“You have to get people involved in defining the culture,” Tahar says.

Pillar 2: Make Smart Talent Decisions

The people who work at a company play a huge role in creating and perpetuating the company culture, of course. Many of us know this, but we can easily forget it when making hiring decisions — especially in periods of rapid business expansion.

“Hiring and developing people is a challenge for any company, but especially when you are growing very quickly, sometimes you can cut corners,” Tahar says. “You can hire someone who is going to be a good performer but not a team player, or you can promote someone who is going to do a good job but who does not believe in the culture of the company.”

This, Tahar says, is a good way to undermine the company culture you’ve worked so hard to build. “You don’t want to do that,” he says. “You want to be very true to the operating principles when it comes to the sort of people you work with at the company.”

Pillar 3: Appoint Custodians of Culture

Much like any other aspect of business, a company culture cannot thrive unless someone is supervising it. To this end, Tahar suggests building “a layer of people that become the custodians of culture.” These would be people who are the most knowledgeable about what makes the company special, people who can embrace the culture and eloquently spread the message, people who can hold others accountable for aligning with the culture.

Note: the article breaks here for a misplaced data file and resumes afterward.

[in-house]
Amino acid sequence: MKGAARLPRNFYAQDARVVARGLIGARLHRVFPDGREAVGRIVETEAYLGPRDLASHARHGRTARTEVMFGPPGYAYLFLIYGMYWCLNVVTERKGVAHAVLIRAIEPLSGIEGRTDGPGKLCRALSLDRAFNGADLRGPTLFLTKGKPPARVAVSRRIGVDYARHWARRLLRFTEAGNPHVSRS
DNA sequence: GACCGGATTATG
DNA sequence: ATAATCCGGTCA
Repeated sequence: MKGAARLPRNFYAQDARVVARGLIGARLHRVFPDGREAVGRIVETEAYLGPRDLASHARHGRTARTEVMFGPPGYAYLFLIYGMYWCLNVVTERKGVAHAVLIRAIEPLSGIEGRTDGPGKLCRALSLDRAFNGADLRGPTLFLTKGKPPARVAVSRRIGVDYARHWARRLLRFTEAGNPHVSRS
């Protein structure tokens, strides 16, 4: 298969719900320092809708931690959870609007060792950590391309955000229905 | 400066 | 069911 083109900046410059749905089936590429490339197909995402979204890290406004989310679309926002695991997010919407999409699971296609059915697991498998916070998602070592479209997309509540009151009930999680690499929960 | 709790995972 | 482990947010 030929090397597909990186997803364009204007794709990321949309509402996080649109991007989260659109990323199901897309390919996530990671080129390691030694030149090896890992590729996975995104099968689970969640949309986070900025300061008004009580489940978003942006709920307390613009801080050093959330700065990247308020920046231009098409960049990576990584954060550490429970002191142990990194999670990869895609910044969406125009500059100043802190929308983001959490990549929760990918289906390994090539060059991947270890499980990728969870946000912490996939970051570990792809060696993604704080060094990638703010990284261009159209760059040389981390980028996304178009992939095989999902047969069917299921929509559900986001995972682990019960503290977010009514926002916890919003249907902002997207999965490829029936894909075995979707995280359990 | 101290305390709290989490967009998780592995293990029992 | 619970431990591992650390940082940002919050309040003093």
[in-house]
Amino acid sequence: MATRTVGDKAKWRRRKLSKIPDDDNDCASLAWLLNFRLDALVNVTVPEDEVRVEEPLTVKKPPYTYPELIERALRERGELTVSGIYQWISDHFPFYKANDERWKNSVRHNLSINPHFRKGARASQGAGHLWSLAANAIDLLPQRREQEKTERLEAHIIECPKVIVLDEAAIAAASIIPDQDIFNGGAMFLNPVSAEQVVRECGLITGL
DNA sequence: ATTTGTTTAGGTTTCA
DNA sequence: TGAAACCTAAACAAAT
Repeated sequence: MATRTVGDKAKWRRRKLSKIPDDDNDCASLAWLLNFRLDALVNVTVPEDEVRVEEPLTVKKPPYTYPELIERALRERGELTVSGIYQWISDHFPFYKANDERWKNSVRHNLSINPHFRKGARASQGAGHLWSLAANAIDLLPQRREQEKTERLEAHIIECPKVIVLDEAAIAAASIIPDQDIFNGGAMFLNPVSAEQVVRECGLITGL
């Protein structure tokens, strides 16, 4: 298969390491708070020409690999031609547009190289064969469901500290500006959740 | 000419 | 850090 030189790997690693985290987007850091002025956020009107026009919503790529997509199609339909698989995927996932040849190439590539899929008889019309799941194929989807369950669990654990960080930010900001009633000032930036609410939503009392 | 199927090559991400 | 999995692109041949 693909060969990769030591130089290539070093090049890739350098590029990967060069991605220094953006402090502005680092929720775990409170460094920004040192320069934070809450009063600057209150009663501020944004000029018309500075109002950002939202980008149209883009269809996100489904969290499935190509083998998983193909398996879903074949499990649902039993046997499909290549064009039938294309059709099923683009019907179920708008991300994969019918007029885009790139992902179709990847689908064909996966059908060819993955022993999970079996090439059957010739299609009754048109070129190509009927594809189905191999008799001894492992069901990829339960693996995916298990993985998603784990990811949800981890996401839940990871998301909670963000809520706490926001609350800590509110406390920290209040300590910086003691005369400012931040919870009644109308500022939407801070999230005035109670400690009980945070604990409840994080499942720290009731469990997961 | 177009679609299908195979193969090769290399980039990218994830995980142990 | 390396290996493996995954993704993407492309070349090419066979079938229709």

Of course, this doesn’t mean you appoint a team of culture dictators: remember, every employee has to play a role in the ongoing dialogue that creates and perpetuates company culture. Rather, the “custodians of culture” are simply the people who watch over the culture and make sure it stays strong and vibrant.

You Have a Strong Company Culture — Now Let You Employees Spread It!

As mentioned above, Tahar believes presenting a strong company culture is key to attracting the best talent for your organization. But how, exactly, do you do that?

“It’s about giving [job seekers] insight into the company,” Tahar says. “It’s not just presenting them with the impact we have on clients, or the technical skills that we have, or the actual product that we deliver. It’s about opening the doors to the company and telling them, ‘This is how we work together.’”

To open those doors, Tahar suggests that companies let their junior voices be heard. Let employees of all levels — but especially junior levels — share their experiences with the company. Feature these testimonials on social media platforms, company websites, career portals, and so on. Let candidates hear from the people who really know the culture.

“That way, people know it’s not just the CEO telling them something, and then once they work there, it is completely different,” Tahar says. “[People] can tell that this company cares, has a purpose, and that people believe in it.”

Send out a message like that, and the best and brightest candidates will come flocking.